The ComPsych Corporation reports that Family and Medical Leave absences are on the rise, and that some industries – hospitality, call centers and government entities among them – are hit disproportionally by absenteeism. A new white paper from ComPysch’s FMLASource examines which sectors see the most FMLA absences, and hints at how damaging it can be.

Casinos have the largest percentage of employees on FMLA leave with 49% in a given year, FMLASource reports; they also rank the highest in intermittent leave (58%) and average duration of an intermittent leave (17 days).

The manufacturing sector reports largest percentage of leave that is continuous, with 76%, and the longest length of continuous leave per claim, at 31.4 days.

“While FMLA leave can be troublesome for any employer,” the white paper reads, “it is particularly disruptive for manufacturers, call centers and health care systems whose operations depend on fixed schedules.”

From 2008 to 2012, FMLASource reports, the average length of leave for health care employees jumped 27% to 28 days. Total FMLA time off for manufacturing companies increased 62% to 26.9 days.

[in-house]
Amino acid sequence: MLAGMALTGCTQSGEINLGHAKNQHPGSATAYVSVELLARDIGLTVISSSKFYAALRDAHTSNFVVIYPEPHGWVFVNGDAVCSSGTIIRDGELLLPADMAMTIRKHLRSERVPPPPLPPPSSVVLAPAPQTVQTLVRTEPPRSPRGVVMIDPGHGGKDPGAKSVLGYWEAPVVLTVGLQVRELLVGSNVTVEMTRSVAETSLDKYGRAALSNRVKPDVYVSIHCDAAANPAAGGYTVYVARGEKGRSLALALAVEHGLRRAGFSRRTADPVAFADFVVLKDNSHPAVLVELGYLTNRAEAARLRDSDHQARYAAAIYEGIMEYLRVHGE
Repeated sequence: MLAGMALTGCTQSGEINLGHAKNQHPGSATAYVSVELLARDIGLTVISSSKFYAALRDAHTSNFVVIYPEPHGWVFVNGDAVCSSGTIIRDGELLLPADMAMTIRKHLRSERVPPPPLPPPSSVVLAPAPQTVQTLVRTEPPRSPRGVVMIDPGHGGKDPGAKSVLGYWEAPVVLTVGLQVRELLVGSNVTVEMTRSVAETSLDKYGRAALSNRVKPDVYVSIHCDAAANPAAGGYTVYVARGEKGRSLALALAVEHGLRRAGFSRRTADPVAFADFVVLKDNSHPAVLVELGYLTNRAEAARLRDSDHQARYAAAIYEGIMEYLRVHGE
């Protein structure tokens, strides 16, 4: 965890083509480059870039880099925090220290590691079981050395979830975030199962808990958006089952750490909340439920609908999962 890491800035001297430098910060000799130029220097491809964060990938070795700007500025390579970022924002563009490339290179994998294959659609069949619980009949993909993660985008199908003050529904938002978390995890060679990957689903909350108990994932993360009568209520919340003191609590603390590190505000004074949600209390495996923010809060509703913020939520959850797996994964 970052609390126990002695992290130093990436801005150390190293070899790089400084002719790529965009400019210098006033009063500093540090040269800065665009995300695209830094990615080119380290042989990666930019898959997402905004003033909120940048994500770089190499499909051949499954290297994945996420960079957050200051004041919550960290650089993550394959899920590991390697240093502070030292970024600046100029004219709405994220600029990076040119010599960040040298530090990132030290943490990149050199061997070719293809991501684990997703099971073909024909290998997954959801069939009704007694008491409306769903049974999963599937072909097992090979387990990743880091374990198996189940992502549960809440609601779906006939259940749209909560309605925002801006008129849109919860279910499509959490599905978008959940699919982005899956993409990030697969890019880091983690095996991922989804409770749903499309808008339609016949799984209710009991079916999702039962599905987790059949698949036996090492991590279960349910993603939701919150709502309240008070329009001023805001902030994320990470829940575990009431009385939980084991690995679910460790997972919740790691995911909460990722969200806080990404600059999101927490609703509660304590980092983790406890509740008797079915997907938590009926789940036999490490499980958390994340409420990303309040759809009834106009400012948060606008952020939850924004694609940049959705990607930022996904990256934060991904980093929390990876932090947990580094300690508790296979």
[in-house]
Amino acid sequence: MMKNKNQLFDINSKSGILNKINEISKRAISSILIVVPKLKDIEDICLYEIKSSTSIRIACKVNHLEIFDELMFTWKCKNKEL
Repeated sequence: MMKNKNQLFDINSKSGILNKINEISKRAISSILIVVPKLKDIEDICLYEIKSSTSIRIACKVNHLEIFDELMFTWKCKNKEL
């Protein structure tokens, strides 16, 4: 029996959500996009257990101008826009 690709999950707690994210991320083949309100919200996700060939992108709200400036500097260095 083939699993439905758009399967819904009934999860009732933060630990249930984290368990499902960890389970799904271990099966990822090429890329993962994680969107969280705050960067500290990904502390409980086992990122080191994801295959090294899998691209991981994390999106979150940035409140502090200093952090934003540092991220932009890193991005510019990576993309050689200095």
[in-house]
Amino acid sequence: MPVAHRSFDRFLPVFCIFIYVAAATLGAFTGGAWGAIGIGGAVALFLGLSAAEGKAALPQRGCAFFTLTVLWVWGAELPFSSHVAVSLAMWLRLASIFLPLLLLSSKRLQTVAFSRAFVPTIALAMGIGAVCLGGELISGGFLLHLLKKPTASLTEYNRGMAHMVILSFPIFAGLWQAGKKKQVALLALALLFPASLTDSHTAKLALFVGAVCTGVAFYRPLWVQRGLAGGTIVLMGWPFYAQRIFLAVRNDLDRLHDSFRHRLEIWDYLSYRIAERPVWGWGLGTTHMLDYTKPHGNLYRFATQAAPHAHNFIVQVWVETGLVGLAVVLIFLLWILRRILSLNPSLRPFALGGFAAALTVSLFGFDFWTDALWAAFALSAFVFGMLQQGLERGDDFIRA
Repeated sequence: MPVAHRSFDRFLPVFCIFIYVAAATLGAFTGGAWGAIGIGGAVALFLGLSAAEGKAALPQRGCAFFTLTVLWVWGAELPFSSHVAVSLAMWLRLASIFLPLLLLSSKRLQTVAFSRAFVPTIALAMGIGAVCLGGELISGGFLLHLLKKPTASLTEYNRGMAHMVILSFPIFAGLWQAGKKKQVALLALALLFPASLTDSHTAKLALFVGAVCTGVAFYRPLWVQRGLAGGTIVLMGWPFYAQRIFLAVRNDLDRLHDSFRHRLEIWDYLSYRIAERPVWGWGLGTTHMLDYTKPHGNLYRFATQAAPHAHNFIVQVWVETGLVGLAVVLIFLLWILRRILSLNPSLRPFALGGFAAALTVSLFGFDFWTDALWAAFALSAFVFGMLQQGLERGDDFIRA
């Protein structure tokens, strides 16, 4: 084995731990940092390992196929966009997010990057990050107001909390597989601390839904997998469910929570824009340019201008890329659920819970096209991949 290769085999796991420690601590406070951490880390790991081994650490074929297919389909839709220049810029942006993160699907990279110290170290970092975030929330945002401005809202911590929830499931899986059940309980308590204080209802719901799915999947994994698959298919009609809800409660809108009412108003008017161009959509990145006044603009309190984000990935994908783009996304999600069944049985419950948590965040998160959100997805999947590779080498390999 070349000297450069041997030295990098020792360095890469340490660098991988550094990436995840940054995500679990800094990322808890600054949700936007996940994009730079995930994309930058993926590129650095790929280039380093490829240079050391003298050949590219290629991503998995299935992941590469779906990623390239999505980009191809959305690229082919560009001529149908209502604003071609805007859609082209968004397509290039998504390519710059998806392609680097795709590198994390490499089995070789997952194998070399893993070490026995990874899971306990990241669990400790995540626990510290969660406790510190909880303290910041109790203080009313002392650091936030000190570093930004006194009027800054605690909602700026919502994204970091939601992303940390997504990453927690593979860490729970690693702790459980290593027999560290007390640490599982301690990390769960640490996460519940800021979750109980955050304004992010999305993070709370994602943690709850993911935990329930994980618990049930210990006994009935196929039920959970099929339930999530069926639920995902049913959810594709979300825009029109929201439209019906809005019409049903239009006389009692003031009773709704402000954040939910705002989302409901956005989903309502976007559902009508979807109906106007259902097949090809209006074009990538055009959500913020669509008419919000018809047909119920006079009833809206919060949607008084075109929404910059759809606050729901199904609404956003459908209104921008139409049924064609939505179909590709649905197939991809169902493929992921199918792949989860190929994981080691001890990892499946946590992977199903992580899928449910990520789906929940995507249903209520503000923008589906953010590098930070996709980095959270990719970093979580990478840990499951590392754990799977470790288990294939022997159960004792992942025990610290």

Jim Brown, senior vice president of operations at ComPsych, says “there’s been significant changes leading to more utilization” and that employers “need to make sure they have a very solid program … looking for patterns and trends” to make sure leave isn’t abused.

“These are industries that have a significant amount of hourly employees, and they hold people accountable,” Brown says of why these sectors in particular were hit. “In the end, the employee is looking for protection, and the vast majority are doing it legitimately, but there will always be some trying to take advantage of the system.”

After casinos, “health care employers had the second highest rate of FMLA absences,” the paper says, “with 39% of their workforce. … By contrast, just 7% of professional services employees have an FMLA leave” within a year.

Asked the most difficult part of FMLA administration, Brown doesn’t hesitate: “It’s the intermittent leave,” he says. “A block of time is one thing, but when you’re tracking one day a month, two days a month and trying to fill in for that person, it greatly increases your workload.”

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